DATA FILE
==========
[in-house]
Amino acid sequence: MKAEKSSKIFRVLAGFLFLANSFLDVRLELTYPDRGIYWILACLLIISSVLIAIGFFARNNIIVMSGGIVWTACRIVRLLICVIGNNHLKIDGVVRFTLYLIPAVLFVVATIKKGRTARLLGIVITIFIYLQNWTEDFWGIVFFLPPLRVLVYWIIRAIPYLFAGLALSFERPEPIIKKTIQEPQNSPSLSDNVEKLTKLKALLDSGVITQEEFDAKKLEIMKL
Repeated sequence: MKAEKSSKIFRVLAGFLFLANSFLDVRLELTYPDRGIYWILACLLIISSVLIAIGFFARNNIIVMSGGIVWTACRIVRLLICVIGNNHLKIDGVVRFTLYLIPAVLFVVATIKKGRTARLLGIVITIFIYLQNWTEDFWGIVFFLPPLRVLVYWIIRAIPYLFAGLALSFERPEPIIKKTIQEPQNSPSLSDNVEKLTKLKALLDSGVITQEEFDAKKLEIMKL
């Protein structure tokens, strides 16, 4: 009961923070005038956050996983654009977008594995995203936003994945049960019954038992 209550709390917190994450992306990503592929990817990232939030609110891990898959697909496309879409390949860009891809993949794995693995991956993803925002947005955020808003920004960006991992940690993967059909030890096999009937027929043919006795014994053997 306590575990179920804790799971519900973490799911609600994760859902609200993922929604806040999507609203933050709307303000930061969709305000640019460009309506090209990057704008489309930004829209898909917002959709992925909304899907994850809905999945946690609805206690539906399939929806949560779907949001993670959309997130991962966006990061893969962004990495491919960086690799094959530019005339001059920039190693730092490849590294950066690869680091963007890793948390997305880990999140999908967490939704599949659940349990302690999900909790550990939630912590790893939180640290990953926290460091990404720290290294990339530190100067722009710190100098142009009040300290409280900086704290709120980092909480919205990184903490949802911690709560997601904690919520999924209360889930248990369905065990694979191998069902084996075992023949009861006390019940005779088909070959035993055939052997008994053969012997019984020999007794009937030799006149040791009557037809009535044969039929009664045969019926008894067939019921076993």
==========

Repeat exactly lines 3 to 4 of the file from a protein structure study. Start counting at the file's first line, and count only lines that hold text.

Repeated sequence: MKAEKSSKIFRVLAGFLFLANSFLDVRLELTYPDRGIYWILACLLIISSVLIAIGFFARNNIIVMSGGIVWTACRIVRLLICVIGNNHLKIDGVVRFTLYLIPAVLFVVATIKKGRTARLLGIVITIFIYLQNWTEDFWGIVFFLPPLRVLVYWIIRAIPYLFAGLALSFERPEPIIKKTIQEPQNSPSLSDNVEKLTKLKALLDSGVITQEEFDAKKLEIMKL
């Protein structure tokens, strides 16, 4: 009961923070005038956050996983654009977008594995995203936003994945049960019954038992 209550709390917190994450992306990503592929990817990232939030609110891990898959697909496309879409390949860009891809993949794995693995991956993803925002947005955020808003920004960006991992940690993967059909030890096999009937027929043919006795014994053997 306590575990179920804790799971519900973490799911609600994760859902609200993922929604806040999507609203933050709307303000930061969709305000640019460009309506090209990057704008489309930004829209898909917002959709992925909304899907994850809905999945946690609805206690539906399939929806949560779907949001993670959309997130991962966006990061893969962004990495491919960086690799094959530019005339001059920039190693730092490849590294950066690869680091963007890793948390997305880990999140999908967490939704599949659940349990302690999900909790550990939630912590790893939180640290990953926290460091990404720290290294990339530190100067722009710190100098142009009040300290409280900086704290709120980092909480919205990184903490949802911690709560997601904690919520999924209360889930248990369905065990694979191998069902084996075992023949009861006390019940005779088909070959035993055939052997008994053969012997019984020999007794009937030799006149040791009557037809009535044969039929009664045969019926008894067939019921076993």